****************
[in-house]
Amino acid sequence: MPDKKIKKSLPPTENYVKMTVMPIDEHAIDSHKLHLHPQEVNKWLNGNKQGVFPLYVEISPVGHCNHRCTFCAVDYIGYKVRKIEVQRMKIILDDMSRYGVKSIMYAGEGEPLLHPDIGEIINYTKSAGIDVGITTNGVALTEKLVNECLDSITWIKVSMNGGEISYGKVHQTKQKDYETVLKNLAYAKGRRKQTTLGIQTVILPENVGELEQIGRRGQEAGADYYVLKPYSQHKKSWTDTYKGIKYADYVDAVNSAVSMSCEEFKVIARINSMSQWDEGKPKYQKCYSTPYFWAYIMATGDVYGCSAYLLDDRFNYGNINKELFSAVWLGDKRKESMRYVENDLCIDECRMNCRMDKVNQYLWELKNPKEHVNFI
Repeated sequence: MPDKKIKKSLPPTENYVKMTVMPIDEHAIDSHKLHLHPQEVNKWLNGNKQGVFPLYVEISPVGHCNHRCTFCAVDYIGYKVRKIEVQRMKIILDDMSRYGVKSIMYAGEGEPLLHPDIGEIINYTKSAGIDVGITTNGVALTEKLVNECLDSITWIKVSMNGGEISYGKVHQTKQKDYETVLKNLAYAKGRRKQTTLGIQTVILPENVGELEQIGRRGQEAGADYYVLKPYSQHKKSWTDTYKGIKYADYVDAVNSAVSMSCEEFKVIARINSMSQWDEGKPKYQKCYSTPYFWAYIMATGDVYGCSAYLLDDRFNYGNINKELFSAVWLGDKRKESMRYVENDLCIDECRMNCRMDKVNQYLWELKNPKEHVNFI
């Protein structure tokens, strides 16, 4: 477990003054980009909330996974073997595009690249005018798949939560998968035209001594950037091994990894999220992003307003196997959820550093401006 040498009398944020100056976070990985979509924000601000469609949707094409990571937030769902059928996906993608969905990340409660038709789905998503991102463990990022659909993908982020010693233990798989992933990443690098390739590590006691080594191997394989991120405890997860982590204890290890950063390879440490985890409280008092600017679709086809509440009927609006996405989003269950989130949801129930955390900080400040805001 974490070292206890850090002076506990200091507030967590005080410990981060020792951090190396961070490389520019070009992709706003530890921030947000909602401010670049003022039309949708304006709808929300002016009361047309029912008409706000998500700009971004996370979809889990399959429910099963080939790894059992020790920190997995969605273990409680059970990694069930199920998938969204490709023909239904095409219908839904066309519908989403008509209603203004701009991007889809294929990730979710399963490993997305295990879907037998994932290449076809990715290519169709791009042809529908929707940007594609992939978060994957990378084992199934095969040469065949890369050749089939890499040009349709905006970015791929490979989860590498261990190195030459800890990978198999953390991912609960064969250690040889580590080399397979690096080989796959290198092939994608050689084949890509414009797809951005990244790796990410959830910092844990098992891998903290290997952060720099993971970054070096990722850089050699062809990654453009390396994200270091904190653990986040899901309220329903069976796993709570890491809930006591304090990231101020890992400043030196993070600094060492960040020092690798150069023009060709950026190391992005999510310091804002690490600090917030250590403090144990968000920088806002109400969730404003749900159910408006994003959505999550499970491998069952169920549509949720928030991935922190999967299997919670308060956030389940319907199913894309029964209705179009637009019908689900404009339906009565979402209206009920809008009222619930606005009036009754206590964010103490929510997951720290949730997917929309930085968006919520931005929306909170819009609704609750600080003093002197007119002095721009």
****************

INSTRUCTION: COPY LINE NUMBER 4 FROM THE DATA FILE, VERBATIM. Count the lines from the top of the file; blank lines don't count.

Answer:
């Protein structure tokens, strides 16, 4: 477990003054980009909330996974073997595009690249005018798949939560998968035209001594950037091994990894999220992003307003196997959820550093401006 040498009398944020100056976070990985979509924000601000469609949707094409990571937030769902059928996906993608969905990340409660038709789905998503991102463990990022659909993908982020010693233990798989992933990443690098390739590590006691080594191997394989991120405890997860982590204890290890950063390879440490985890409280008092600017679709086809509440009927609006996405989003269950989130949801129930955390900080400040805001 974490070292206890850090002076506990200091507030967590005080410990981060020792951090190396961070490389520019070009992709706003530890921030947000909602401010670049003022039309949708304006709808929300002016009361047309029912008409706000998500700009971004996370979809889990399959429910099963080939790894059992020790920190997995969605273990409680059970990694069930199920998938969204490709023909239904095409219908839904066309519908989403008509209603203004701009991007889809294929990730979710399963490993997305295990879907037998994932290449076809990715290519169709791009042809529908929707940007594609992939978060994957990378084992199934095969040469065949890369050749089939890499040009349709905006970015791929490979989860590498261990190195030459800890990978198999953390991912609960064969250690040889580590080399397979690096080989796959290198092939994608050689084949890509414009797809951005990244790796990410959830910092844990098992891998903290290997952060720099993971970054070096990722850089050699062809990654453009390396994200270091904190653990986040899901309220329903069976796993709570890491809930006591304090990231101020890992400043030196993070600094060492960040020092690798150069023009060709950026190391992005999510310091804002690490600090917030250590403090144990968000920088806002109400969730404003749900159910408006994003959505999550499970491998069952169920549509949720928030991935922190999967299997919670308060956030389940319907199913894309029964209705179009637009019908689900404009339906009565979402209206009920809008009222619930606005009036009754206590964010103490929510997951720290949730997917929309930085968006919520931005929306909170819009609704609750600080003093002197007119002095721009």